• National Security: Third Way is helping to design an alternative vision to that of the neoconservatives. This includes examinations of our military structures, strategic alliances, and energy policy, among other areas.
  • The Economic/Social Compact: Third Way is working to modernize the progressive approach to issues that impact American families, in areas like the economy, the tax code, retirement security, health care costs, education, etc.
  • Cultural Issues: Third Way is launching initiatives to help progressives reconnect with the mainstream of America on cultural issues while retaining progressive values."

Americans for gun safety

"The Third Way team has taken on the task of repositioning critical policy issues before, as leaders of Americans for Gun Safety (AGS). AGS found a 'third way' on one of the most difficult and controversial issues in politics. The AGS approach led to winning Senate gun votes in March 2004 (against long odds). The NRA itself admitted that the AGS approach neutralized the issue in the 2004 presidential race." [3]

Personnel and advisors

Honorary Co-Chairs

Members of Congress

From Third Way's website:[5]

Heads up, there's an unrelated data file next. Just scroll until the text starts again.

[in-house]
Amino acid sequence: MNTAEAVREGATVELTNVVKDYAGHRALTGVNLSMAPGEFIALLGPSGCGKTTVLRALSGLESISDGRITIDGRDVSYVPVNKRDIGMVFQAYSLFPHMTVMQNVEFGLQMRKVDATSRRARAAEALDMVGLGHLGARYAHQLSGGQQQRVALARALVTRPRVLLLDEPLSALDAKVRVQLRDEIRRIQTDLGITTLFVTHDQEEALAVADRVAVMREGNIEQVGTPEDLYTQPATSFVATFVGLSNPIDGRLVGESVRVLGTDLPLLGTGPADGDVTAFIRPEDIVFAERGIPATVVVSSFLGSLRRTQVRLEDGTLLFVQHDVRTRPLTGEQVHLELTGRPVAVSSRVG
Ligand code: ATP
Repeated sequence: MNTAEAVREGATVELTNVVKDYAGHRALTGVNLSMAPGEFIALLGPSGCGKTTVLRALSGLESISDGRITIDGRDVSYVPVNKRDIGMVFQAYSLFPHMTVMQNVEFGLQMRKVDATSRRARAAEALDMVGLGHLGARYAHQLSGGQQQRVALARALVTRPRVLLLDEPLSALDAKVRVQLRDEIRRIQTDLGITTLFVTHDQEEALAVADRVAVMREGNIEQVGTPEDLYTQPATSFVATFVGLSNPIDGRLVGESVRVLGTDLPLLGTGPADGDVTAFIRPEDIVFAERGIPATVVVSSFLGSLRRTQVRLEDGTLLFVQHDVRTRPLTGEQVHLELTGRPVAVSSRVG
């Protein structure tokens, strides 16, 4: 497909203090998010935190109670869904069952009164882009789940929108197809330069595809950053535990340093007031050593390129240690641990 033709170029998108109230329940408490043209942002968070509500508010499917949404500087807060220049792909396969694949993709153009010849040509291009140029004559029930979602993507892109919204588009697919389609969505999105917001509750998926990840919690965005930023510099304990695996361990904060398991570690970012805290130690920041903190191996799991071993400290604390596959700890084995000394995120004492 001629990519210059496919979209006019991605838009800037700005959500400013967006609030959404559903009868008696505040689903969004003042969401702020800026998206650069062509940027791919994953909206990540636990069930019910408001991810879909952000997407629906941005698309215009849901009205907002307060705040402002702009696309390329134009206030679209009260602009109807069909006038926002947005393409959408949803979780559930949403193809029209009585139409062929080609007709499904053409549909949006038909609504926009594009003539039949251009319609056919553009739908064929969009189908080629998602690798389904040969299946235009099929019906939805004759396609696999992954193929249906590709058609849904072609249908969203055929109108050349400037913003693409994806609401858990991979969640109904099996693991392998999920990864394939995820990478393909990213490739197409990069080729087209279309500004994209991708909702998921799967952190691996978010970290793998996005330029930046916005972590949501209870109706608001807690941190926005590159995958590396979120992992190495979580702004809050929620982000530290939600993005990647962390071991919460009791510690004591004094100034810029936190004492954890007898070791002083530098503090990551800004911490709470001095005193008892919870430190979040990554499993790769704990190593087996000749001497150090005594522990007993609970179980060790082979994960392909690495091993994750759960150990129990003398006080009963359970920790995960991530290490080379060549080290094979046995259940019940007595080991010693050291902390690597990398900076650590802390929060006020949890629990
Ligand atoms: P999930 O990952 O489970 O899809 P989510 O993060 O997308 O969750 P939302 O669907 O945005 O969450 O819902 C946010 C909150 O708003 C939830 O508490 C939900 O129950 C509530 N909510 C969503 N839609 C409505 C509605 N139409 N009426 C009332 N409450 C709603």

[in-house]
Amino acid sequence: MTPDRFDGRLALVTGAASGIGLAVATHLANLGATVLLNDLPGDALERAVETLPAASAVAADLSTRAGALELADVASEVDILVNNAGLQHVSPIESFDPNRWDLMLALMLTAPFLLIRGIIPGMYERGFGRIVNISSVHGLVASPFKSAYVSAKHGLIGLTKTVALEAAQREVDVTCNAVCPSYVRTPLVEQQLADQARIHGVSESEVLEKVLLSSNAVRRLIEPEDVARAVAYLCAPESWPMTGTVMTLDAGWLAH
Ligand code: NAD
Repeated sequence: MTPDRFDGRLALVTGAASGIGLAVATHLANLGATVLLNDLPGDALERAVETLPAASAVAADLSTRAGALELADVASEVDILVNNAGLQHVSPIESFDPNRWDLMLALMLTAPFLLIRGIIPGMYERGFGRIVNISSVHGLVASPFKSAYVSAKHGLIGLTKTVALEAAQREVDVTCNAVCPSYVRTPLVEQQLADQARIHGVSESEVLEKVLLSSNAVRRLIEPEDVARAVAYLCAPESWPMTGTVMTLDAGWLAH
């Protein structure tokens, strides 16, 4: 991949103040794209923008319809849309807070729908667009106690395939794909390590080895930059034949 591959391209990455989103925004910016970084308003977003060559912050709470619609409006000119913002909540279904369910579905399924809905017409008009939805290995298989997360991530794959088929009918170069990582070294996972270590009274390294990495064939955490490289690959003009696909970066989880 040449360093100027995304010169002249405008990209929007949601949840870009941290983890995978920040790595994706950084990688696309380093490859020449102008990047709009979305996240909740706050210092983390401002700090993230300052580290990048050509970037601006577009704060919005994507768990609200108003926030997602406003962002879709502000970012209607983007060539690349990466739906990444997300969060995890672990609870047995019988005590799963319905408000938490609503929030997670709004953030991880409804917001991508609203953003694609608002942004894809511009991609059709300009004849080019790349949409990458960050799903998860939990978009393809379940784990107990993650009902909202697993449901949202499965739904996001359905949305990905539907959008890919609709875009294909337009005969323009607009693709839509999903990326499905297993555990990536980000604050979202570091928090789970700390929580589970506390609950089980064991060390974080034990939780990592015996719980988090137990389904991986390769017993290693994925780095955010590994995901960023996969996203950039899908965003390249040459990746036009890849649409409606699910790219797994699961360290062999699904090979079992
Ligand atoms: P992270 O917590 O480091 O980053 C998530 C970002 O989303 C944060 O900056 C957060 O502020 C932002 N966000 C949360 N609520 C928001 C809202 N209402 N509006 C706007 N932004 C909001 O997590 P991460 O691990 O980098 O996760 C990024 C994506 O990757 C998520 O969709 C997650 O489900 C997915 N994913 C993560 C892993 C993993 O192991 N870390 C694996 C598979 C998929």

• James Clyburn
  • John Dingell
  • Ron Kind
  • Joseph Crowley
  • Allyson Schwartz
  • Jared Polis


  • Thomas Carper
  • Claire McCaskill
  • Mark Udall
  • Jeanne Shaheen
  • Kay Hagan
  • Chris Coons


Former Co-Chairs

These names no longer appear on their website, as of June 2013, but they have previously been listed as co-chairs on the Third Way website.


From their website: [4]

Contact information

Third Way
2000 L Street, Suite 702
Washington, DC 20036
Telephone 202 775-3768
Fax 202 775-0430

Articles and resources

Related SourceWatch articles

External articles


  1. Third Way, About, organizational website, accessed June 11, 2013.
  2. Third Way, Overview, organizational website, accessed June 11, 2013.
  3. Eric Laursen, Third Way's Jon Cowan: Once Again, Ginning Up Faux Youth Outrage, The Huffington Post, September 4th, 2012.
  4. 4.0 4.1 Matt Renner, "Telecom Group Key Player in Immunity Battle," Truthout, January 31, 2008.
  5. Third Way, Co-Chairs, organizational website, accessed June 11, 2013.